Acid rain is a rain or any other form of precipitation that is unusually acidic, meaning that it possesses elevated levels of hydrogen ions (low pH). It can have harmful effects on plants, aquatic animals, and infrastructure.
Friday, May 4, 2012
Important facts on the Formation of Acid Rain
In the atmosphere, the sulphur and nitrogen oxides undergo complex chemical processes that transform them into their respective acids such as sulphuric acid and nitric acid.
The formation of acid rain involves the types of phases. These are:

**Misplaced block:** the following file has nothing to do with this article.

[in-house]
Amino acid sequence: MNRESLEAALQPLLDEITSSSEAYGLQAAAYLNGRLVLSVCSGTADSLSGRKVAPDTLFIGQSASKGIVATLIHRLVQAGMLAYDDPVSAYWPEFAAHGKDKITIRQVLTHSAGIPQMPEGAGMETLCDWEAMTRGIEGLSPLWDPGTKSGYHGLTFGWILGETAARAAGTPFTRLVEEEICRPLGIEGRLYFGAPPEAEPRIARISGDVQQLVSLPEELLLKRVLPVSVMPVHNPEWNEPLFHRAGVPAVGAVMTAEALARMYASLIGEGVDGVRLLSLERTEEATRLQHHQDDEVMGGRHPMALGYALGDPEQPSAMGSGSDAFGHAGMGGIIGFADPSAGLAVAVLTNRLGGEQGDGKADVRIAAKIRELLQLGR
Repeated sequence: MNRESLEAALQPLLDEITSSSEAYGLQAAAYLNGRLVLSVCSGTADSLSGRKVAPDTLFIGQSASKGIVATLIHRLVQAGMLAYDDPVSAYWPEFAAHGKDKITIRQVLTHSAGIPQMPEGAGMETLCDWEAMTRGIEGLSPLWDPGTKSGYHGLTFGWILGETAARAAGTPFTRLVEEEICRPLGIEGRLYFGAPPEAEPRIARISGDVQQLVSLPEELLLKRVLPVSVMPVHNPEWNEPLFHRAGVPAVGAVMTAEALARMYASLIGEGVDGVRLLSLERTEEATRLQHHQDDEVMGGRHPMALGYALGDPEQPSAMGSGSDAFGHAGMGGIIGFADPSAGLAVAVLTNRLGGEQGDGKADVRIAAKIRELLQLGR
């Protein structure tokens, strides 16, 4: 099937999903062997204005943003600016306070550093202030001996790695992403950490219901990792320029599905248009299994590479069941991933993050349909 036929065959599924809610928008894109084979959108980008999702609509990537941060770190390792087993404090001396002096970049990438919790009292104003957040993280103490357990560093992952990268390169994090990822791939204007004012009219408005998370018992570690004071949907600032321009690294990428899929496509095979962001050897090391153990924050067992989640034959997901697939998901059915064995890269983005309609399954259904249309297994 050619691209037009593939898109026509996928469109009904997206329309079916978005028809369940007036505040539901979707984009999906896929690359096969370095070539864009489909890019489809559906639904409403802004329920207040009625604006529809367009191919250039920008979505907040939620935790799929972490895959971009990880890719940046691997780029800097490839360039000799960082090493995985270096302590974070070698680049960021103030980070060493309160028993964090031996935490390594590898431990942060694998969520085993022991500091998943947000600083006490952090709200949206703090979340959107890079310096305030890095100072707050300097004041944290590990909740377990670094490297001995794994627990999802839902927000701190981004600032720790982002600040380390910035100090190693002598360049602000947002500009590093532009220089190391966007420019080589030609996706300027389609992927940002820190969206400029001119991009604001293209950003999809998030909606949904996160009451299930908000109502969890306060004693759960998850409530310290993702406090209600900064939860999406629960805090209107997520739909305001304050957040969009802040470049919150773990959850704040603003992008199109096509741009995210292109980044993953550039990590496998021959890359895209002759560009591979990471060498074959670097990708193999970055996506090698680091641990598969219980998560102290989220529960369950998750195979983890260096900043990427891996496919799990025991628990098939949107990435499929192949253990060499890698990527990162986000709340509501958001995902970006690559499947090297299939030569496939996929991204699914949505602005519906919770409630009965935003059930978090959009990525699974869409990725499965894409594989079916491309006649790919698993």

(I) Gas Phase Reactions:
Gas phase reactions predominate in the ninety of emission sources. The oxides can be converted into acids in several ways in the pressure of catalyst such as photo chemically generated free radicals. These free radicals are formed under the influence of sunlight. Sunny weather accelerates the rate of conversion to the formation of acid. After sunset, the rate of conversion falls off rapidly.
(II) Liquid Phase Reactions:
Liquid phase reaction predominates of great distance from the source of emission. However, there is a great deal of controversy regarding the mechanism involved in such reactions. In case of formation of sulphuric acid rain, it is considered essential that the presence of strong oxidizing agents such as metal catalysts are important in the polluted areas.